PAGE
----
Advocacy and Health Policy |

Stop South Carolina Abortion Restrictions like SB 1

This article has been updated on August 17, 2022, to reflect new information.

Lawmakers in South Carolina are advancing numerous medically unjustified regulations on reproductive health care that would be harmful to women’s health and their futures, and that fundamentally interfere with the practice of medicine. 

COVID-19 continues to test the strength of our health care system, our economy, and our social safety net, and has only exacerbated and underscored already unsustainable health care inequities. Join ACOG South Carolina and our partners in women’s health in calling on state lawmakers to turn their attention to the urgent health care needs of our state’s women and families instead of focusing on divisive restrictions like SB1 that jeopardize health care access and outcomes.

UPDATE: The legal landscape is rapidly changing in South Carolina, including regarding the status of SB 1, a law to criminalize abortion after the detection of fetal cardiac activity. We know that as women's health care professionals, many of our patients and many in our communities will turn to us seeking information about how to access care. Find resources and referrals for patients seeking abortion care at

What is at stake

Medically unjustified restrictions on reproductive health care replace medical facts with political rhetoric and personal ideology. They tie the hands of health-care providers, interfering in their ability to provide the standard of care, delivered with compassion and respect, to their patients. These restrictions include:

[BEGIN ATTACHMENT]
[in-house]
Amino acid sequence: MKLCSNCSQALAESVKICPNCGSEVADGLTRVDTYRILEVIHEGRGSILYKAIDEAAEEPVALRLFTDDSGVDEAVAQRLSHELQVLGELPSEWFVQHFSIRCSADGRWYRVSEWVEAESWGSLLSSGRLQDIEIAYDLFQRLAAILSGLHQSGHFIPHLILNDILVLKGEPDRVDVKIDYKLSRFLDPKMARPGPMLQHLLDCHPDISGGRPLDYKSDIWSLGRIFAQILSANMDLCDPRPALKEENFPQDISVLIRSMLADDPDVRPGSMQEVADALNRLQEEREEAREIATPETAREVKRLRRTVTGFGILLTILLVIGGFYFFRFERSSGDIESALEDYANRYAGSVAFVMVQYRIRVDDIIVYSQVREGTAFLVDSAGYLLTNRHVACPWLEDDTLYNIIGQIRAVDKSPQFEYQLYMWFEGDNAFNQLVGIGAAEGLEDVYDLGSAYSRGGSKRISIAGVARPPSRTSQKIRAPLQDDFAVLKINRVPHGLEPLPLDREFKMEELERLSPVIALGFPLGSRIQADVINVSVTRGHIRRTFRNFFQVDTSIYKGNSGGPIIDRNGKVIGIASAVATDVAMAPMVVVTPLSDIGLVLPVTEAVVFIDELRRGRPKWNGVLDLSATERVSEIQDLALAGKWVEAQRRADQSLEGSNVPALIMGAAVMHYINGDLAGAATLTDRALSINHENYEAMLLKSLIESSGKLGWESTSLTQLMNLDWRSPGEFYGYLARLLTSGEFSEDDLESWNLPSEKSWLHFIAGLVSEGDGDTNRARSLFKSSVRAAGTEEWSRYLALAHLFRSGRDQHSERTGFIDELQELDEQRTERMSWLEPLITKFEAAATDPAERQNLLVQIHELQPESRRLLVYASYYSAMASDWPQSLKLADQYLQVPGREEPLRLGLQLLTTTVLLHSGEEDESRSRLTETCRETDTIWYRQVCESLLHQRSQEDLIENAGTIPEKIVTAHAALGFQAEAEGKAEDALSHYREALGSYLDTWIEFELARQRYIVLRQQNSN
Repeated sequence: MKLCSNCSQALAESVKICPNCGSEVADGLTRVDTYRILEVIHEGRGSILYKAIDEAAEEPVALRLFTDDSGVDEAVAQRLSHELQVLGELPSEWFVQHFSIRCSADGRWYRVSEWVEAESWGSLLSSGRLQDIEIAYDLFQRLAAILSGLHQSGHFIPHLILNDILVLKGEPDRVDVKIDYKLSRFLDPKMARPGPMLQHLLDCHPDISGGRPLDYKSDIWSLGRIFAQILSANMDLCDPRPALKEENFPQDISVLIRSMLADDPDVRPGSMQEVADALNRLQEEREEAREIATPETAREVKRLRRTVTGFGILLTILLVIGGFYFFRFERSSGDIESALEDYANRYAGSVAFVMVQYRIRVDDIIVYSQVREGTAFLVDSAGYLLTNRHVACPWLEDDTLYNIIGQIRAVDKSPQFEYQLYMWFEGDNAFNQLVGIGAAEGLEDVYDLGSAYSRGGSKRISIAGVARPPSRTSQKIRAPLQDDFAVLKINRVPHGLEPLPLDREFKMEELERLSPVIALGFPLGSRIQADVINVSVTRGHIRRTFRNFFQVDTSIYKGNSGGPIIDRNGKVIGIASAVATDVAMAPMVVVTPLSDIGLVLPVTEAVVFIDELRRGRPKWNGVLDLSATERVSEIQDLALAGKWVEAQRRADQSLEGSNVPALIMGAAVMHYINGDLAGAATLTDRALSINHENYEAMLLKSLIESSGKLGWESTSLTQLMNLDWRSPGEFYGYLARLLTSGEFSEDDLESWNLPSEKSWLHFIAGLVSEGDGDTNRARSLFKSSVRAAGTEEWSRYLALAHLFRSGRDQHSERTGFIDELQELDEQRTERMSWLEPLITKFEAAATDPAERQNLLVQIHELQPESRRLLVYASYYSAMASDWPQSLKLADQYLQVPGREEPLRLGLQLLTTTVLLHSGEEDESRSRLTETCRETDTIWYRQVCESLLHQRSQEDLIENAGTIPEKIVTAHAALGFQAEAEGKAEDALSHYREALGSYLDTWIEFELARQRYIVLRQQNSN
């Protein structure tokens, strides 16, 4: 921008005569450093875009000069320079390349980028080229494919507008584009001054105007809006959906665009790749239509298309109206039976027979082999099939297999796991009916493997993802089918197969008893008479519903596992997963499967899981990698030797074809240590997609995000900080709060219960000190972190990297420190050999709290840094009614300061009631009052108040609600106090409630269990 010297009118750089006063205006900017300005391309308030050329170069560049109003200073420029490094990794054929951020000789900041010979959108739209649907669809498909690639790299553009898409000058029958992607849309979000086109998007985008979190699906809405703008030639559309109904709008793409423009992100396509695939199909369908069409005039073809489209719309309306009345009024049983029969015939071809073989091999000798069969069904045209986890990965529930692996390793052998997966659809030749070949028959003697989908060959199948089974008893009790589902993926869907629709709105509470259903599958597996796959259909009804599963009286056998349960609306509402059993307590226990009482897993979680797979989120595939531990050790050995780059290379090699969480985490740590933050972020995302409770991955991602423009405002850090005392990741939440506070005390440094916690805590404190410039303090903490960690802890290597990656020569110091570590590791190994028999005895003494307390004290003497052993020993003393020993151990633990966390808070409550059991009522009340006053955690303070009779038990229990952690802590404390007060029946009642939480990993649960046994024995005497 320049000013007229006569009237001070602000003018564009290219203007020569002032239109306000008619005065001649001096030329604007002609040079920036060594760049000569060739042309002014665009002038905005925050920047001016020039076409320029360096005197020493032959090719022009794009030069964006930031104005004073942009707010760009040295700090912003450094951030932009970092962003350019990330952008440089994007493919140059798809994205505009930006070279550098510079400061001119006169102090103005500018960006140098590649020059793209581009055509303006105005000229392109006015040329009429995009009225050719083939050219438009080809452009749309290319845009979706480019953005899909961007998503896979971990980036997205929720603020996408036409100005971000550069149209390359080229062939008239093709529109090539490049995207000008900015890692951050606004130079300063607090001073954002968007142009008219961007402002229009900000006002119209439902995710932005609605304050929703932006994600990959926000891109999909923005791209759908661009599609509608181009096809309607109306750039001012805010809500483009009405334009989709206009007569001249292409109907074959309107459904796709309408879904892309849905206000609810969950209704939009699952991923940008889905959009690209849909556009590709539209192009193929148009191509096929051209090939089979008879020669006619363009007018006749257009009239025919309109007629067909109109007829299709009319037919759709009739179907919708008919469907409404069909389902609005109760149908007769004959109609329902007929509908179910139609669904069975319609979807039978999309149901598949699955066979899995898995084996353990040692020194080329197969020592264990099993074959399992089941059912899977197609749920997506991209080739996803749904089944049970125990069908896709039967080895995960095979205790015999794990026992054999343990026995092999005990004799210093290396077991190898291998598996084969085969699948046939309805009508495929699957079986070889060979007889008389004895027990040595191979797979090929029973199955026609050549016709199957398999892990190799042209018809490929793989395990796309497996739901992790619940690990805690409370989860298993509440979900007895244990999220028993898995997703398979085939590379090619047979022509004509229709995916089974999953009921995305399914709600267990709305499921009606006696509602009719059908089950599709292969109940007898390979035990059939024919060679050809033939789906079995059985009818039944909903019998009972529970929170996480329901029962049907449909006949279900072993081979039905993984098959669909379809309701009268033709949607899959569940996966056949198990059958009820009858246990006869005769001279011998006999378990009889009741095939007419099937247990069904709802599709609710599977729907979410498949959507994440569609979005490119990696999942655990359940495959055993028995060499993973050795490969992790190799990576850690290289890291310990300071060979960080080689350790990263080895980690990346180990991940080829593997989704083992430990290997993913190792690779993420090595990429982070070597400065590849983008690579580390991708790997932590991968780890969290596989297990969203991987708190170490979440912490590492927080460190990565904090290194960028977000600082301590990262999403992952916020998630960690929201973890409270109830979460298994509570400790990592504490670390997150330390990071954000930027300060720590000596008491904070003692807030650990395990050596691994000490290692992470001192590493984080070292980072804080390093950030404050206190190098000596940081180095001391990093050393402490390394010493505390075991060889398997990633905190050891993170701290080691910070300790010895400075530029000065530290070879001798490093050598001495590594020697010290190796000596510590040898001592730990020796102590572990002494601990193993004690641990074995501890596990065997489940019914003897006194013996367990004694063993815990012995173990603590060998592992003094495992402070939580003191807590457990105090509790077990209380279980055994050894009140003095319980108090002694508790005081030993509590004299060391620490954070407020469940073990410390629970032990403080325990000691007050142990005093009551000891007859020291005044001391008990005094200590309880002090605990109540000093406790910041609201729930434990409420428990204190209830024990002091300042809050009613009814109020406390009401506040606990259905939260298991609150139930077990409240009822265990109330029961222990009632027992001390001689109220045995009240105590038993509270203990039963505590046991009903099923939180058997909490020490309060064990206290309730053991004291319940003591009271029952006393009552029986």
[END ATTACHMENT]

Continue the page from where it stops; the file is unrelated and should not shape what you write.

• Dictating the information and care clinicians provide to their patients, inappropriately inserting politicians into the patient-clinician relationship.
  • Denying bodily autonomy and the capacity to make personal healthcare decisions regarding pregnancy, which profoundly impacts an individual’s life, health, and wellbeing.
  • Effectively banning abortion by criminalizing abortion early in pregnancy—before many women even know they are pregnant, whether the fetus has a lethal anomaly, or what pregnancy complications may befall them. 
  • Criminalizing health-care providers for caring for their patients according to their medical training and professional judgement. 
  • Creating the possibility of a private right of action against physicians when they care for their patients within their scope of practice, a dangerous precedent for the regulation of medical practice more broadly.

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